Cohen writes: "Yet if reasonable expectations are defined solely by the limits of technological possibility, privacy has a bleak future."39

I agree40-and that is a good reason to oppose FBI proposals to make mass wiretaps cheap and easy. But the limitations of privacy that Professor Cohen is currently discussing require the consent of the victim, whether explicitly by contract or implicitly in the purchase of a product with known characteristics. Such intrusions will be restricted not merely by the limits of technological possibility but by what consumers are willing to put up with-and at what price.

Nothing in present law prevents me from proposing to a key employee or business partner that he have a small transmitter attached to his leg, even surgically embedded, in order that I can monitor his movements to make sure he is not visiting my competitor or absconding to South America. Such a device is well within the limits of technological possibility. Yet we do not observe such precautions-except in the involuntary relation between convicts and the criminal justice system.41 We do not observe them because the price I would be willing to pay to buy consent to such an intrusion is, in almost all cases, lower than the price the other party would be willing to accept.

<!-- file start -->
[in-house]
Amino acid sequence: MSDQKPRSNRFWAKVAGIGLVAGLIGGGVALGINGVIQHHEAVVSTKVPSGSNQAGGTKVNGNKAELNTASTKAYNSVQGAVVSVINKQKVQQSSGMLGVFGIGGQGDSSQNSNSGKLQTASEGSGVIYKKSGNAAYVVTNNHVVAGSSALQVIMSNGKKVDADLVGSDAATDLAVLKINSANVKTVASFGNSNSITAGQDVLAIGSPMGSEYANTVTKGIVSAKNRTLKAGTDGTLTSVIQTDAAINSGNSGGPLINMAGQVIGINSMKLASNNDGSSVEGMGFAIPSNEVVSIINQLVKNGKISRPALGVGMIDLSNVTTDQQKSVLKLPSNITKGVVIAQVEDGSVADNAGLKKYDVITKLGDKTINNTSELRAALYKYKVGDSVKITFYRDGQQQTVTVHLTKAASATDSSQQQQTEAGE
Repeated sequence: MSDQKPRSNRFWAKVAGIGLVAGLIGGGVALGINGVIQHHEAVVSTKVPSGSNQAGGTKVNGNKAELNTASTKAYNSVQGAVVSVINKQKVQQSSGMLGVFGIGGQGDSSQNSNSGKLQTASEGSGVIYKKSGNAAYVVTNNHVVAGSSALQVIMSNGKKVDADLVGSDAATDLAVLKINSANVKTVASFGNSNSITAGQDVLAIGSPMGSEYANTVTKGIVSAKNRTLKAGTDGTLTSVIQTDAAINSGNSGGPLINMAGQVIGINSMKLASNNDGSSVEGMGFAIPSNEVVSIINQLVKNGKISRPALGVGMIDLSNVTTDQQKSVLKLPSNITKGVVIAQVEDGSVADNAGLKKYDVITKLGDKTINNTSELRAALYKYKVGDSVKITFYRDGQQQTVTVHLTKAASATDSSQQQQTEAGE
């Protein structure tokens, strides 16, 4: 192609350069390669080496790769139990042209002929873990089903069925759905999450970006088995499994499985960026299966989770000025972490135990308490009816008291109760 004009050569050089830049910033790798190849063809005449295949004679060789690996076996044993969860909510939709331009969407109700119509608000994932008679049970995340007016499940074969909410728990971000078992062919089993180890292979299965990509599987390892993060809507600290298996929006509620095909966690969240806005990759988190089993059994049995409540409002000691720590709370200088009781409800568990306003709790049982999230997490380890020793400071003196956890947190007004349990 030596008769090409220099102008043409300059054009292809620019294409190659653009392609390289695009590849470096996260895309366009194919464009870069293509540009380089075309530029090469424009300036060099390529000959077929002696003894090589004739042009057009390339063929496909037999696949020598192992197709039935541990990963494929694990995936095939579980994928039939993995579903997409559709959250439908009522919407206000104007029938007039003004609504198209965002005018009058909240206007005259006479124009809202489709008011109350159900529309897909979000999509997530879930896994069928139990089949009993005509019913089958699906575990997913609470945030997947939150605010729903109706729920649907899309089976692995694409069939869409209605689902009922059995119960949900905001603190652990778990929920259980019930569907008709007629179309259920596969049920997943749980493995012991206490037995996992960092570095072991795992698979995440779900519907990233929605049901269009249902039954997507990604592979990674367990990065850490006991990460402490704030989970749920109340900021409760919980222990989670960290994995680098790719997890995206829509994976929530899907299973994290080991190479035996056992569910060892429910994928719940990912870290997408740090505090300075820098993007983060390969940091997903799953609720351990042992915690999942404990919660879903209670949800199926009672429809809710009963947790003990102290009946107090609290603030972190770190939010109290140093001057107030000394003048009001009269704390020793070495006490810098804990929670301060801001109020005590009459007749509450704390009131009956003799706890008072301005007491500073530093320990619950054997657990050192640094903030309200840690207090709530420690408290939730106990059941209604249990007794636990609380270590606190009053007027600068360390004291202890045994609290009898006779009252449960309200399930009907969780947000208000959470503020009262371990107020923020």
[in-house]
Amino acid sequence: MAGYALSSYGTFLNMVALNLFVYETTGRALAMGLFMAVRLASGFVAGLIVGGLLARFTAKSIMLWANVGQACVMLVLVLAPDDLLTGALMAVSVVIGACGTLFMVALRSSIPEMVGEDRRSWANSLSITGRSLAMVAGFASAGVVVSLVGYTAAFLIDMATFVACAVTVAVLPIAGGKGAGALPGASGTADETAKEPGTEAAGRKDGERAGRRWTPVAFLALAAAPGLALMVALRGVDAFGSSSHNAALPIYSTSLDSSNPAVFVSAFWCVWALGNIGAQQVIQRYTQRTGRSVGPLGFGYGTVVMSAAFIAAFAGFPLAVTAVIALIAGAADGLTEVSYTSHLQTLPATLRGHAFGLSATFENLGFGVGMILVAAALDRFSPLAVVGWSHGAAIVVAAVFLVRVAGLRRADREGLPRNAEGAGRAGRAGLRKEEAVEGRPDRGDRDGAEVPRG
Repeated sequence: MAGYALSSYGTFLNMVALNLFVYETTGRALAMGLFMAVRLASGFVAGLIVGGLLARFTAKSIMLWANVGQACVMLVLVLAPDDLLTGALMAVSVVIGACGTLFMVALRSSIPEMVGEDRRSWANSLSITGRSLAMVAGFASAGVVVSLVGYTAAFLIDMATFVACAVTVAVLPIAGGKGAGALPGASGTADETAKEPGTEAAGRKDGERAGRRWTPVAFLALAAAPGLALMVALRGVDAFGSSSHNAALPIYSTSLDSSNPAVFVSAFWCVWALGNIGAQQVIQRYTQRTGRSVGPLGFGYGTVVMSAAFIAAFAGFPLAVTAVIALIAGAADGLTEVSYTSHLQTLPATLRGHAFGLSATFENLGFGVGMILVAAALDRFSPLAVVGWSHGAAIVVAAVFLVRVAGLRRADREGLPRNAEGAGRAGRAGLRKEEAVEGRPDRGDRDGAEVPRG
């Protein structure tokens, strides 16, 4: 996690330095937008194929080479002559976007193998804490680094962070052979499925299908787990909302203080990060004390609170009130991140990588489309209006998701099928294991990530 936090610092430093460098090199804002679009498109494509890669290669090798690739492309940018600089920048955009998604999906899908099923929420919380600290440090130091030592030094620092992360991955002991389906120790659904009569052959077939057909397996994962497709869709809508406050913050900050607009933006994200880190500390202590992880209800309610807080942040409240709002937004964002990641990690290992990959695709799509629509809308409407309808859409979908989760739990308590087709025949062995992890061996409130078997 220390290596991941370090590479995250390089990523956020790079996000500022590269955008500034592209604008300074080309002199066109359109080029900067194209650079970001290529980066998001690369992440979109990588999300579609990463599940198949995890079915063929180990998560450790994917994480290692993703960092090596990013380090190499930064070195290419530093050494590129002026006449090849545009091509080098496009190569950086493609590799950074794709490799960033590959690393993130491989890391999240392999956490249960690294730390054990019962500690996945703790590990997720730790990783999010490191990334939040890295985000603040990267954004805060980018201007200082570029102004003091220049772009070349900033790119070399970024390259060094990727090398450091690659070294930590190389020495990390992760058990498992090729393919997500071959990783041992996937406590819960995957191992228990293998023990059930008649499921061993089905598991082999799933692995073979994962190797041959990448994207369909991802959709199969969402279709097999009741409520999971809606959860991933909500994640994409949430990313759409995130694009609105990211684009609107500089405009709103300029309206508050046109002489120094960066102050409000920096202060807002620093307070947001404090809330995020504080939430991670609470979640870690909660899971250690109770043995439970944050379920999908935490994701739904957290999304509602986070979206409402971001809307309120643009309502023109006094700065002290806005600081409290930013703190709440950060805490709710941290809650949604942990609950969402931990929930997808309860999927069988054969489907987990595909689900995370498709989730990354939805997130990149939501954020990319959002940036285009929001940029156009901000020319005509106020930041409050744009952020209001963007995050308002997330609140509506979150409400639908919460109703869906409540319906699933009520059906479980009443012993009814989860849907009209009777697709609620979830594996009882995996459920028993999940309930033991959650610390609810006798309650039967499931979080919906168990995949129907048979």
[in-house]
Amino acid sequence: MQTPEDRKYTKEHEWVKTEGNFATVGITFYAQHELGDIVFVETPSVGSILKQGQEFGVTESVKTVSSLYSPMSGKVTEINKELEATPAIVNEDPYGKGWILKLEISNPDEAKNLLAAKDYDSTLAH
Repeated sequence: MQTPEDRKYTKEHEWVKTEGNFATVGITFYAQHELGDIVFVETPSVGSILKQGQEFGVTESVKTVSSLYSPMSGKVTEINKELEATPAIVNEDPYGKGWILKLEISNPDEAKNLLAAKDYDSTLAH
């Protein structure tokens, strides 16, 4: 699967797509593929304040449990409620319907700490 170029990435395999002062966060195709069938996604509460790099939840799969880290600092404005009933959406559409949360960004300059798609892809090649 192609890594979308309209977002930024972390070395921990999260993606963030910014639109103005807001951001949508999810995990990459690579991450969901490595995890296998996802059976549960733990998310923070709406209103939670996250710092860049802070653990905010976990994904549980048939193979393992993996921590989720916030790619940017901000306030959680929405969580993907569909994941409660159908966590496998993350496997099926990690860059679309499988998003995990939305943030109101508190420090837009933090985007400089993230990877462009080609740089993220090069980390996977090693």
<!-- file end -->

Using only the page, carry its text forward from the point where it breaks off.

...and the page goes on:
B. Does private ordering provide adequate notice?

Throughout this discussion, I have taken it for granted that the transactions we are considering-in particular, the purchase of software with usage restrictions embedded in it-are voluntary. Cohen might disagree. She writes, "Effectively, section 2B-310 would allow information providers to contract around copyright law without disclosing that fact to users."42 She adds, "Given the severity of the consequences and the inability of most consumers to evade them, lack of notice of the possibility of electronic self-help is simply unfair."43

These and similar passages make it sound as though all she wants is full disclosure by sellers of any restrictions on use built into their products. That seems a reasonable requirement-one whose only cost is a little extra paper and ink reproducing a properly designed paragraph of boiler-plate prose or the still less expensive electronic equivalent.

But Professor Cohen also writes, "It is worth noting, too, that none of the cases concerning electronic self-help has involved a non-negotiated, mass-market contract; thus, no court was required to consider whether the 'notice' afforded consumers by standard-form provisions is enough to validate electronic self-help."44 She then goes on to devote much of Part IV of her Article to arguing that, in the context of mass market contracts, agreement is not really consent.